The 164-acre Howard Hill Conservation Area was purchased by the Kennebec Land Trust in October 2015 to be conserved and used as a place for low-impact public recreation. The project was awarded $377,500 by Land for Maine's Future in 2014. Credit: Courtesy of Kennebec Land Trust

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Cathy Breen, a Democrat from Falmouth, represents District 25 in the Maine Senate. Patrick Corey, a Republican from Windham represents District 25 in the Maine House of Representatives.

When we closed our doors to protect the health and safety of our communities last year, what was left open for us? The outdoors. Thousands of Mainers found peace and joy hiking, biking, fishing, hunting, birding, snowmobiling and exploring conserved places across our state. Yet, in the middle of the pandemic, we soon witnessed our public parks and land trust preserves feeling the pressure of overflowing parking lots and crowded public spaces. Fortunately, legislative leaders from both parties joined with Gov. Janet Mills to include $40 million in the new state budget to fund the acquisition of additional outdoor spaces through the Land for Maine’s Future Program.

Land conservation takes time. So, too, does the work of building bridges between unlikely allies such as sportsmen and conservationists, or Democratic senators and Republican representatives. However, it is this type of work that has a lasting impact beyond our legislative terms or the next election.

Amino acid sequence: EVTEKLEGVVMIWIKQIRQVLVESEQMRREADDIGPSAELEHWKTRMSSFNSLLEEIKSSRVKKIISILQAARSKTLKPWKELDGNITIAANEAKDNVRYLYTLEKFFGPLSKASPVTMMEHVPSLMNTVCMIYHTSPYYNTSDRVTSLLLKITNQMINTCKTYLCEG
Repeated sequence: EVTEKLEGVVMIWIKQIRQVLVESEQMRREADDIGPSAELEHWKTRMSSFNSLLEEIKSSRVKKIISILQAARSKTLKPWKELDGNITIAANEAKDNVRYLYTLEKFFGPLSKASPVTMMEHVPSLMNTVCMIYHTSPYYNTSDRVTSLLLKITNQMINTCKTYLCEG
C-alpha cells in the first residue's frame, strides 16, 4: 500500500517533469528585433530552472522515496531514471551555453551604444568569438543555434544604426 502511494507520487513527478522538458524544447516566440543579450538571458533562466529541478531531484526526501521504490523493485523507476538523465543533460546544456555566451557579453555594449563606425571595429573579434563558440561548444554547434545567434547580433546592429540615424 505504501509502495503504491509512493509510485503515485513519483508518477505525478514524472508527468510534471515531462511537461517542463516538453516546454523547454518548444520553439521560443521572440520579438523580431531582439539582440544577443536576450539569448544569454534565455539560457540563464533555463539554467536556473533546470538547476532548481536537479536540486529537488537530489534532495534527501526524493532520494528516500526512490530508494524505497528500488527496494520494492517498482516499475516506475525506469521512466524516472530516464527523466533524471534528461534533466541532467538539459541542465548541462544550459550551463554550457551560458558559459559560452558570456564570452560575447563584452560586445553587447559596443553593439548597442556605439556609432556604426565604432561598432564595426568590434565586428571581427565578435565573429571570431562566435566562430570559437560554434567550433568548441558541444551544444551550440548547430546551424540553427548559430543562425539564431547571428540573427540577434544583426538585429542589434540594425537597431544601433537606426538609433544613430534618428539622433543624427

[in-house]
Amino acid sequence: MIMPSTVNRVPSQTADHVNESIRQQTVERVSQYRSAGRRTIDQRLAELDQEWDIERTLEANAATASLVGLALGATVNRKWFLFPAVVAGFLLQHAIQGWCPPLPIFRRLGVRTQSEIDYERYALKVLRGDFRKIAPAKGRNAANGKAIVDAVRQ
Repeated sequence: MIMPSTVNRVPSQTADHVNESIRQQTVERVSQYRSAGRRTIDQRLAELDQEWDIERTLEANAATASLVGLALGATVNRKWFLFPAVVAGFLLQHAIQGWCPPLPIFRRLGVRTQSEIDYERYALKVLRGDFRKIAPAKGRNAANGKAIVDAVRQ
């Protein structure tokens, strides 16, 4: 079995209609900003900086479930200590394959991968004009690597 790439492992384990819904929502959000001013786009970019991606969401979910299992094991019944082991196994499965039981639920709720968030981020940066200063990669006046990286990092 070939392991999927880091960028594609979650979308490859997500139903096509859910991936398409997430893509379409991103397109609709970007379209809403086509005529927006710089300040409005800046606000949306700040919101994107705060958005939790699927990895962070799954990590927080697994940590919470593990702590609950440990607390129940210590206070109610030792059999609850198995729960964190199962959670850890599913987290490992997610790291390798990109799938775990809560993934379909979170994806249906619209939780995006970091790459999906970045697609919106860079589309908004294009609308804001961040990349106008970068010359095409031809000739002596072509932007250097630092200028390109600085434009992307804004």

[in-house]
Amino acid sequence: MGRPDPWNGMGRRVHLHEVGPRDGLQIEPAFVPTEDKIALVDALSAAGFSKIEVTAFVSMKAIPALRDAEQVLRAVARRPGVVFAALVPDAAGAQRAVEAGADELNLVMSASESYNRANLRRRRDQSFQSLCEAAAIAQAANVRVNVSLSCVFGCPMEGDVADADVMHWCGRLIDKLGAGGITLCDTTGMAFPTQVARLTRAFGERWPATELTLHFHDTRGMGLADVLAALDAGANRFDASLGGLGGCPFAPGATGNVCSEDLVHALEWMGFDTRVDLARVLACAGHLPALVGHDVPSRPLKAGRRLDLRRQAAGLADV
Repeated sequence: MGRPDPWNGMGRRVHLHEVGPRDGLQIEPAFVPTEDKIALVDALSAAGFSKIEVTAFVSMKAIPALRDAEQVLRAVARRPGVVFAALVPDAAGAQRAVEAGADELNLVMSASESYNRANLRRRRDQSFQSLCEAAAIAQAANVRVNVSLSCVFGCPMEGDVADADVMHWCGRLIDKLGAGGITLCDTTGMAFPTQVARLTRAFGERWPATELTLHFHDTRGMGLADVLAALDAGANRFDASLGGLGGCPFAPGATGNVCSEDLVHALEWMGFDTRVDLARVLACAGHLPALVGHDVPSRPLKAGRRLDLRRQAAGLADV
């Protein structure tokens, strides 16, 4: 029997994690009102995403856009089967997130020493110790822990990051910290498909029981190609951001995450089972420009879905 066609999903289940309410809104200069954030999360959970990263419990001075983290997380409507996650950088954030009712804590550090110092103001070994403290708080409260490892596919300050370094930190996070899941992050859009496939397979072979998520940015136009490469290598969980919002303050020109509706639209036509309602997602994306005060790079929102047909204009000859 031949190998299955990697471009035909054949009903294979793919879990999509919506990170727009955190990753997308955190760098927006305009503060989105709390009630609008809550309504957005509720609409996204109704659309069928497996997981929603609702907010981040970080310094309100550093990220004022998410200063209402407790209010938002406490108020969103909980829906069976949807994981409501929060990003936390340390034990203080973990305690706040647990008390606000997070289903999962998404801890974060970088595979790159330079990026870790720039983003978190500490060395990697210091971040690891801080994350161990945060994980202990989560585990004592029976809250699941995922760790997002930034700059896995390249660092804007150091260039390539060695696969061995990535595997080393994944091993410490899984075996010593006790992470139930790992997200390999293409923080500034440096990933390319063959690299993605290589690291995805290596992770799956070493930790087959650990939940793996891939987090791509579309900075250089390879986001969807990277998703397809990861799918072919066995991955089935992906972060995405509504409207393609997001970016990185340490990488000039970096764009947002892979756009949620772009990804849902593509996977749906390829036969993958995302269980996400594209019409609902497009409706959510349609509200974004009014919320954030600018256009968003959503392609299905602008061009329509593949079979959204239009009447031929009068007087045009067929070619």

This has been the history of the LMF program from the start. It was established with bipartisan support in 1987, has been championed by policymakers of all parties for three decades, and continues to be bolstered by a coalition of organizations including environmental groups, forest products companies, commercial fishermen, professional guides and more. Its track record of success speaks for itself.  

Until recently, LMF had not received funding for nearly a decade. In 2018, we both had the honor of serving on the Land Conservation Task Force representing a broad array of interests including economic development, public health, outdoor recreation, small businesses and community leaders. Assembled through the leadership of The Nature Conservancy, Maine Coast Heritage Trust and the Sportsman’s Alliance of Maine, this diverse task force found common ground on a variety of issues and paved the way for the bipartisan success we can celebrate today.

LMF has demonstrated over and over that it is Maine’s most successful land conservation program. It has protected over 600,000 acres open to traditional public access with destinations in all 16 counties. LMF has also preserved 24 working waterfront sites along the coast, more than 9,700 acres of productive farmland and over 315,000 acres of working forest.

We have all benefited from this program in one way or another. Whether through the fresh greens we enjoy from a local farm whose land has been protected under this program, a weekend fishing trip with friends or a short walk in the woods near our homes, at some point we would bet that you have enjoyed the benefits of this vital program.

We are proud to have played our part in enacting the second largest investment in the program’s history. And we encourage you to celebrate this milestone with us, by visiting an LMF destination this year. Whether you’re a hunter, hiker, biker, birder, power-sporter or power walker, you will find an LMF-conserved property offering you and your family a great place to spend the day outdoors.

Thanks to Mills and our colleagues in the Maine Legislature, the list of LMF destinations will continue to grow for many years to come.